Windows 7, 8.1 move to Windows 10 update model

Updates will now come as a single rollup instead of individual fixes. Security-only update also planned.

Windows 7, 8.1 move to Windows 10 update model
Credit: Microsoft

If you are a holdout who did not make the move to Windows 10, you're going to see its influence on your legacy operating system anyway. Microsoft is changing the way it delivers updates to Windows 7 and Windows 8.1, mirroring the delivery model of Windows 10.

Normally a Windows update for 7 or 8.1 would mean a number of individual updates. Every Patch Tuesday you got 6, 10, 15 or whatever number of individual updates, each with their own number. However, starting in October, Microsoft will release all Windows 7 and Windows 8.1 updates using a "Monthly Rollup" method similar to the cumulative rollup of all fixes in one lump sum.

The update process will also be added to Windows Server 2008 and Server 2012. 

According to Nathan Mercer in the Windows Blog, Microsoft said that while the past approach allowed customers to be selective with the updates they deployed, it also led to fragmentation among PCs as customers clicked off only certain updates. This led to numerous problems, especially for enterprise customers.

Mercer wrote: 

The new rollup model gives you fewer updates to manage, greater predictability and higher quality updates. The outcome increases Windows operating system reliability by eliminating update fragmentation and providing more proactive patches for known issues. Getting and staying current will also be easier with only one rollup update required. Rollups enable you to bring your systems up to date with fewer updates and will minimize administrative overhead to install a large number of updates.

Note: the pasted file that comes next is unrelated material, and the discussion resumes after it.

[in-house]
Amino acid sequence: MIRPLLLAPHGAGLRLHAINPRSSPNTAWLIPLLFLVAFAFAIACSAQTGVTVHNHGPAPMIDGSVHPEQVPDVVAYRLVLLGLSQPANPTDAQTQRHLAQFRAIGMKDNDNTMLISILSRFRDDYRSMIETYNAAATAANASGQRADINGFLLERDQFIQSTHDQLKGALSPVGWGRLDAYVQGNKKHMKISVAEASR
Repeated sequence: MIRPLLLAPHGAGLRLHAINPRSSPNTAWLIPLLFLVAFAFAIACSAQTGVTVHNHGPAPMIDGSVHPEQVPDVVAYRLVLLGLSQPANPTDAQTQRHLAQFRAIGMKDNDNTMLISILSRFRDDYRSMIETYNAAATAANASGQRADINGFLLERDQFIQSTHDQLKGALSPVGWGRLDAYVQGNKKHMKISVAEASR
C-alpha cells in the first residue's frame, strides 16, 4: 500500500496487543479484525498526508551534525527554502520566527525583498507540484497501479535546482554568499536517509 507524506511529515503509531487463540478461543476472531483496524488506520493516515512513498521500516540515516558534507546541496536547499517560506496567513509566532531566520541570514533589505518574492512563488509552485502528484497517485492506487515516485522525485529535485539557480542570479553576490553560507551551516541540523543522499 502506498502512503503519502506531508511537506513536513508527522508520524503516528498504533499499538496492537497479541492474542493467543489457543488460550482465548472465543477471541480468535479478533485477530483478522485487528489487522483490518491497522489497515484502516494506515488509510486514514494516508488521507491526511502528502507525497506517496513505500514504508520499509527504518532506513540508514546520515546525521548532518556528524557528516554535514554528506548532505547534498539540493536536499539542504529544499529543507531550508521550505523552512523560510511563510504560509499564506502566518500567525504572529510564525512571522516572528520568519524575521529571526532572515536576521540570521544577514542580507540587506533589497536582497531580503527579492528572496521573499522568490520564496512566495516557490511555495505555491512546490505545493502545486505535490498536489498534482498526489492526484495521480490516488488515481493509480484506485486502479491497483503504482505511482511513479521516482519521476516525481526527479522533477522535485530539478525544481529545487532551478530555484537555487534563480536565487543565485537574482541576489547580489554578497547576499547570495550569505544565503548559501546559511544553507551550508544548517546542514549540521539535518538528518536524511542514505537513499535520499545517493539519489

In addition to the monthly rollup, Microsoft will issue a monthly “security-only” update that exclusively focuses on security issues addressed for that particular month. That's different from the Monthly Rollup, which is cumulative. So, the December Monthly Rollup will have everything released in November, October, etc., while the security-only update will be for each specific month.

The security-only update will allow enterprises to download as small of an update as possible while still maintaining more secure devices, Microsoft said.

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